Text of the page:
Plant cell culture technologies rising fast to plug ‘eco-friendly’ needs in modern cosmetics: Review
Writing in Engineering in Life Sciences, researchers from the academy of sciences in Bulgaria analysed the latest trends and developments in plant cell culture technologies used to produce plant-derived substances for cosmetic formulations and food applications. The review also considered horizon opportunities and future challenges for wider commercialisation and upscale.
‘Growing interest’ – active ingredients for modern cosmetics
Findings showed plant cell culture technologies had clearly “gained the attention of modern food and cosmetic industries”, the researchers said.
“The growing interest is driven by the search for alternative sustainable sources of plant-derived natural bioactive products with low ecological footprints,” they wrote in the review.
“…Nowadays, achieving sustainable development, global climate change, restricted access to fresh water, limited food supply and growing energy demands are among the critical global challenges faced by humanity. Plant cell culture technology has the potential to address some of these challenges by providing effective tools for sustainable supply of phyto-ingredients with reduced energy, carbon and water footprints.”
And plant cell culture technologies specifically offered the most eco-friendly option when sourcing phyto-ingredients from rare, endemic, protected, threatened or endangered plant species, they said.
Beauty boom – active cosmetic ingredients ‘exponentially growing’
In the beauty category, the researchers said there was now an “exponentially growing number of commercialised cosmetics ingredients” available thanks to remarkable advances made in the last decade in plant cell culture technologies.
And the number of commercial ingredients available for cosmetics, they said, remained far ahead of offerings for food supplements, which were “limited” by comparison.
“The last few years has seen an exponential increase in the number of cosmetics with active substances obtained by plant cell culture technology.”
And the driving force behind this, they said, was the “intensive search” for innovations and development of new products that offered multiple specific activities in a cosmetics formulation.
“With their multiple biological activities, plant cell culture extracts are extremely desirable due to the fact that they are a unique mix of secondary and primary metabolites occurring naturally in plant cells. Moreover, the final cosmetic formulations usually contain active ingredients in minor concentrations, which allows the production of plant cell extracts in small volumes at reasonable prices that cover production costs.”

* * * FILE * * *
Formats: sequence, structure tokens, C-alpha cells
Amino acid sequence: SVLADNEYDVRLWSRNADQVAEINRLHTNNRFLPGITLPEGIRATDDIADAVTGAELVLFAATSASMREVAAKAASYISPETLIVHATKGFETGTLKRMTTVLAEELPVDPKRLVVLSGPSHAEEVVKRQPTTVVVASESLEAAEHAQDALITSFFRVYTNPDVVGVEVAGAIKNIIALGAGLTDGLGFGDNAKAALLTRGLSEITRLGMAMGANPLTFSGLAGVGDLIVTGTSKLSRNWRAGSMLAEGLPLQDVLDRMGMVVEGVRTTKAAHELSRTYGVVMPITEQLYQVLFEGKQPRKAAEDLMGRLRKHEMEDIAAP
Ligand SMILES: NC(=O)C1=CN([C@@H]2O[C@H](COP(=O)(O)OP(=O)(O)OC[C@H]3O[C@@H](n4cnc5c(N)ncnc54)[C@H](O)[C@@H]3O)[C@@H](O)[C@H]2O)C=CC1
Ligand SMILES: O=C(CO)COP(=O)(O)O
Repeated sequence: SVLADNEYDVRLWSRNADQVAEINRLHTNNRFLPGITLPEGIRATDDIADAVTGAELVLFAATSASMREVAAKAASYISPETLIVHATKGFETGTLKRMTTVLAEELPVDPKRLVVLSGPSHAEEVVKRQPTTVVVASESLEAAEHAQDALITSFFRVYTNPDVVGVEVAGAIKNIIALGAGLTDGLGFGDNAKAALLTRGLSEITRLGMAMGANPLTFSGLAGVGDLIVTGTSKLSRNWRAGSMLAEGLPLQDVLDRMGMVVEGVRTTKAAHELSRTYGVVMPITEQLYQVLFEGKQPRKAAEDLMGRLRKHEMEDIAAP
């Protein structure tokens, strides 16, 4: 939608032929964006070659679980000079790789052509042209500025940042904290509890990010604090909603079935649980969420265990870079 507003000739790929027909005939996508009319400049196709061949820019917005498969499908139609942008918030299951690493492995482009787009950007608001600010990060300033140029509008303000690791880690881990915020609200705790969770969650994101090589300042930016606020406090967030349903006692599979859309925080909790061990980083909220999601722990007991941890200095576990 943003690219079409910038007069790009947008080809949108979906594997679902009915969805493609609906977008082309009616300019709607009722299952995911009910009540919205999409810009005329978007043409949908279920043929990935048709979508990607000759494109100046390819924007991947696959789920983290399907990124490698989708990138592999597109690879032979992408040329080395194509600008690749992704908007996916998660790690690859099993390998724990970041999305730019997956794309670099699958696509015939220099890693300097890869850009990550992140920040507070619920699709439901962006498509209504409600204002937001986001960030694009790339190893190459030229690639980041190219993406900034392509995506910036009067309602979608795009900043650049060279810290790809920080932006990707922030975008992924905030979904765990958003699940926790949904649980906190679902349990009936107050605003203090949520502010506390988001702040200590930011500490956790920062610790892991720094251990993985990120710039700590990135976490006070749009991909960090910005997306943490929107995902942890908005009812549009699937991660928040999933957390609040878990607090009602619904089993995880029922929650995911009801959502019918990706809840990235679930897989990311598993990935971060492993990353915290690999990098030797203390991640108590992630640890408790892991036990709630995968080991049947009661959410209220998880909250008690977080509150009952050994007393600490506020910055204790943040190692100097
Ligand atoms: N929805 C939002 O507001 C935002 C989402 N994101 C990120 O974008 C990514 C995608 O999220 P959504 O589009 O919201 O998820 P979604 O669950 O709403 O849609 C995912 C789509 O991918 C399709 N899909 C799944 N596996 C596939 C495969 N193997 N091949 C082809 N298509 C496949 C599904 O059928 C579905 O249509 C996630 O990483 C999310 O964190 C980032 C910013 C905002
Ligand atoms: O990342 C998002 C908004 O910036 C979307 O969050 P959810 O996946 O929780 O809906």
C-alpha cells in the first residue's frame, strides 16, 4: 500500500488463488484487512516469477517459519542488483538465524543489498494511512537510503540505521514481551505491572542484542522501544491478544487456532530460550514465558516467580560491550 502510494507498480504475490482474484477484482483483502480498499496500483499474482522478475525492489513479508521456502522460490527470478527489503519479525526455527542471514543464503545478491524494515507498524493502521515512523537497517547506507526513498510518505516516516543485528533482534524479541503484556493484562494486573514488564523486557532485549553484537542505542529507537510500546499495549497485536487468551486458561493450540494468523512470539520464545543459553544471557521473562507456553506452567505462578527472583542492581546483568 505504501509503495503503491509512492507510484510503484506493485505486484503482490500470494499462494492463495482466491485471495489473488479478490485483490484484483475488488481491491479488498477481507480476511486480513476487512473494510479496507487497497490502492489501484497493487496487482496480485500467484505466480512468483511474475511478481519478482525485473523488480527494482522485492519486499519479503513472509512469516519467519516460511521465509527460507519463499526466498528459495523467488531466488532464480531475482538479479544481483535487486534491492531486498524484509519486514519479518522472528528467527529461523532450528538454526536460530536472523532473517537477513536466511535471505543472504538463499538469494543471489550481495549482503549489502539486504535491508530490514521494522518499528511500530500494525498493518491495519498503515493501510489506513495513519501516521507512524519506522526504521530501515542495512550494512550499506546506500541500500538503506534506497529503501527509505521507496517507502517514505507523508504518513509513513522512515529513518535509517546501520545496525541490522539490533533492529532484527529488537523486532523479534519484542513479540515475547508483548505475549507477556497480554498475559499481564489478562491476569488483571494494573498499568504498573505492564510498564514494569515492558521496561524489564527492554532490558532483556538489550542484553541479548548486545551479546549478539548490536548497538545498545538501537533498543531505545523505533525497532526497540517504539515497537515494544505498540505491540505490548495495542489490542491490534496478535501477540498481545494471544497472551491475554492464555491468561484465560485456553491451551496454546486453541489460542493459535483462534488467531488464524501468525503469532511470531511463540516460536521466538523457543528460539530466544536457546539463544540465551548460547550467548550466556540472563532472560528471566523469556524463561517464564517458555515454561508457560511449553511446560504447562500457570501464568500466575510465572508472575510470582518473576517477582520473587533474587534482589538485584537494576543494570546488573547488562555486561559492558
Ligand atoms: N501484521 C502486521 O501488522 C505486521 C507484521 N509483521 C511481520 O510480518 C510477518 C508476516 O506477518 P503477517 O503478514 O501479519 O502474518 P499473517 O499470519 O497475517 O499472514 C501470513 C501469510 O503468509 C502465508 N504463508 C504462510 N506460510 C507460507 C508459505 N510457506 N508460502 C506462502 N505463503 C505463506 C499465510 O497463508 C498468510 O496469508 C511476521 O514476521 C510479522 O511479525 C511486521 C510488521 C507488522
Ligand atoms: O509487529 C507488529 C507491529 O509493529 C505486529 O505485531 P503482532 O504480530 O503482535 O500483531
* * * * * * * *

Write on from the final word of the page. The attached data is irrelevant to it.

‘Speeding up’ mass commercialisation and popularisation of plant cell culture tech
The researchers said that whilst there were many bioreactor designs which ensured “cost-effective large-scale production” of differentiated and undifferentiated plant in vitro systems, there were still challenges ahead with wider upscale.
Developing, maintaining and optimising “high-productive and genetically stable cell lines”, for example, remained “the most expensive, laborious and risky tasks”, the researchers said.
Added to this were “costly and time-consuming procedures” like registration, certification and compliance with national legislative requirements which contributed to the slowdown in product realisation.
However, the researchers said collaboration could overcome the challenges associated with upscale.
“We expect this review will encourage scientists, policymakers and business enterprises to join efforts for speeding up the mass commercialisation and popularisation of plant cell culture technology as an eco-friendly alternative method for sustainable production of plant-derived additives with application in food and cosmetics,” they said.
Future plant cell culture tech – novel extraction and 3D printing
In addition, the researchers said advances in extraction procedures – including application of recently developed natural deep eutectic solvents (NADES) as green solvents – and 3D printing would “open new horizons” in the development of high quality cosmetic active ingredients based on in vitro cultivation of plant cells and tissue cultures.
Source: Engineering in Life Sciences
Published online ahead of print in December 2020, doi: 10.1002/elsc.202000078
Title: “Recent applications of plant cell culture technology in cosmetics and food”
Authors: G. Krasteva, V. Georgiev and A. Pavlov